2013-06-12 – In the wake of revelations about NSA data mining, I think it is worth thinking about alternatives to data mining. I the wake of revelations about drone strikes, I think it is worth thinking about alternatives to drone strikes. In the wake of massively intrusive screening of air travelers by the TSA, I think it is worth thinking about alternatives to TSA screening.
The common thread connecting these three massive and worrisome violations of our civil rights is that they are all examples of discriminate violence. In each case some screening method is used to select individuals for rough treatment or even death.
The alternative to discriminate violence, of course, is indiscriminate violence. In prior wars whole groups of people were rounded up and imprisoned or killed. If we followed that route in the so-called global war on terror, our Arab neighbors would be rounded up and put in camps, as the Japanese were in World War II. It would not matter how loyal they were.
With discriminate violence, the particulars of the individual do matter—though the process for discovering relevant facts is odious.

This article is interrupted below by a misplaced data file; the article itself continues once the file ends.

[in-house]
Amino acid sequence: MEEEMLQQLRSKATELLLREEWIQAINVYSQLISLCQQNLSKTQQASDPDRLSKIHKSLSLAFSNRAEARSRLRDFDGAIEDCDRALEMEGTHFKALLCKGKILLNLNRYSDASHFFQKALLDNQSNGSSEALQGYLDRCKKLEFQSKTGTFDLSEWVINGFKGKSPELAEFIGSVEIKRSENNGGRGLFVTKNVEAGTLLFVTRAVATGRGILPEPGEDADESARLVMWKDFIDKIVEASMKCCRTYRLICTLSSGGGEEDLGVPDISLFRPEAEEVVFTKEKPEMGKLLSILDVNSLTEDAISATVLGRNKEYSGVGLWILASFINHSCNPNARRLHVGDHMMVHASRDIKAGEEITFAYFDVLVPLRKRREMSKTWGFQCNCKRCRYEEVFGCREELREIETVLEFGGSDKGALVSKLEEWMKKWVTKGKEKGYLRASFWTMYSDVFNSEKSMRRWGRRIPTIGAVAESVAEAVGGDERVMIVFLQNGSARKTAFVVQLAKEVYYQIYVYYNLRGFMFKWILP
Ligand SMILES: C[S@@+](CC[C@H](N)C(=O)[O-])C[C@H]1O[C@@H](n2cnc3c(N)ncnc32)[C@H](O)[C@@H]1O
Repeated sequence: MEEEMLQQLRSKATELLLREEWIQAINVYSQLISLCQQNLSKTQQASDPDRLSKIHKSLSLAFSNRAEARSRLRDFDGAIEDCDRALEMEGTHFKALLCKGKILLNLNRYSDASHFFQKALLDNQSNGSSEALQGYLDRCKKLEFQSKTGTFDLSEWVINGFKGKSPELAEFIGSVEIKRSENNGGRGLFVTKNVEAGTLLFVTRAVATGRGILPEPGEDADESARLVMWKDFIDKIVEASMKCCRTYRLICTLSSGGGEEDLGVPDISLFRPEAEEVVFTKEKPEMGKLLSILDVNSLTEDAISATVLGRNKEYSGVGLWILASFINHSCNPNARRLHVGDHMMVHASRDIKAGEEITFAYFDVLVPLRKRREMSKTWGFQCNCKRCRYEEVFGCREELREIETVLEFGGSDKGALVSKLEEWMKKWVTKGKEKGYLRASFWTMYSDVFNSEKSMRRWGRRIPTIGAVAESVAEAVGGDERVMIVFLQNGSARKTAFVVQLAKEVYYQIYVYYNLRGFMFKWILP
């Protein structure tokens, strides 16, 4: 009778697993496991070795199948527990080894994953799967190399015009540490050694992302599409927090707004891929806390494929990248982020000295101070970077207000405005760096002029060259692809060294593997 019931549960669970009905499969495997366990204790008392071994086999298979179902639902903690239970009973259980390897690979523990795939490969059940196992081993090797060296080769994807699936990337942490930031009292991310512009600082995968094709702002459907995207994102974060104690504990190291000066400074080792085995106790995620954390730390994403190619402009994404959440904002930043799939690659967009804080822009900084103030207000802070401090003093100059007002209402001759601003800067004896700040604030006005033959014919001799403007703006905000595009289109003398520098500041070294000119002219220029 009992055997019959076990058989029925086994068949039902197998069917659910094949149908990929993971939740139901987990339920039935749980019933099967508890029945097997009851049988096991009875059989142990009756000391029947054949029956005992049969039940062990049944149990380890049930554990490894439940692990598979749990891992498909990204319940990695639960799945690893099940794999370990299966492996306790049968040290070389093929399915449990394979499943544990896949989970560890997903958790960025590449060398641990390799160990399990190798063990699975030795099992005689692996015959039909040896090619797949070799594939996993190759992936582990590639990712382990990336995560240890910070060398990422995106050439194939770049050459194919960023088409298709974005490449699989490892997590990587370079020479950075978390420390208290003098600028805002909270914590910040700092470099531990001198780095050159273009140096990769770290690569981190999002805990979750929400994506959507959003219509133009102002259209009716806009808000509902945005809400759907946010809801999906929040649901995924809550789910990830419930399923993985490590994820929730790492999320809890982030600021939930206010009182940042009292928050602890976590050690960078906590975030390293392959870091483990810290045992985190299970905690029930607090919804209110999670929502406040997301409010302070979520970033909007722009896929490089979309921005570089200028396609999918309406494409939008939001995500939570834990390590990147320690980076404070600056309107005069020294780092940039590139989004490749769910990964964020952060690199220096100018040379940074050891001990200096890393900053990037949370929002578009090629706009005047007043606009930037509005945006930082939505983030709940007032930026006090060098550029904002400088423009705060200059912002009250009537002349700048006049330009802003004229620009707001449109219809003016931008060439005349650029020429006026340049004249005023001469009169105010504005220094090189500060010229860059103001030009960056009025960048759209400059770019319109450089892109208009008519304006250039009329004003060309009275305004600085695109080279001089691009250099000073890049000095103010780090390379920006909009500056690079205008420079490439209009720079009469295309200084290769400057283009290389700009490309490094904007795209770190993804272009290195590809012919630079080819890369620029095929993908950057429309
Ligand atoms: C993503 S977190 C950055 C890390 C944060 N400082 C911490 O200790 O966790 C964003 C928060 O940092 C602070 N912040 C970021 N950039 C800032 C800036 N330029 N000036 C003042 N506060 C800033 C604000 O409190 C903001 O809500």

I’m not saying this all is beautiful. Most of it is bogus and gives us a false sense of security. Most of it, but not all of it. It is for that reason that we need to be vigilant. But it amazes me how much is said about NSA data mining, when private corporations do it all the time—often for reasons that are far less benevolent than protecting us from terrorism. On the other hand, we put up with hours in the airport being searched for little real gain.
The heart of the problem here is not the surveillance (though that is a problem that needs to be dealt with). It is an awful war that seems to lack a thought or strategy for ending it. A grade D marketing department at Podunk, Inc. has a better idea about how to influence people’s behavior. That, after all, is the purpose of war. What is it that we are trying to accomplish?
If we could answer that, the problem of discriminate violence could be answered as well.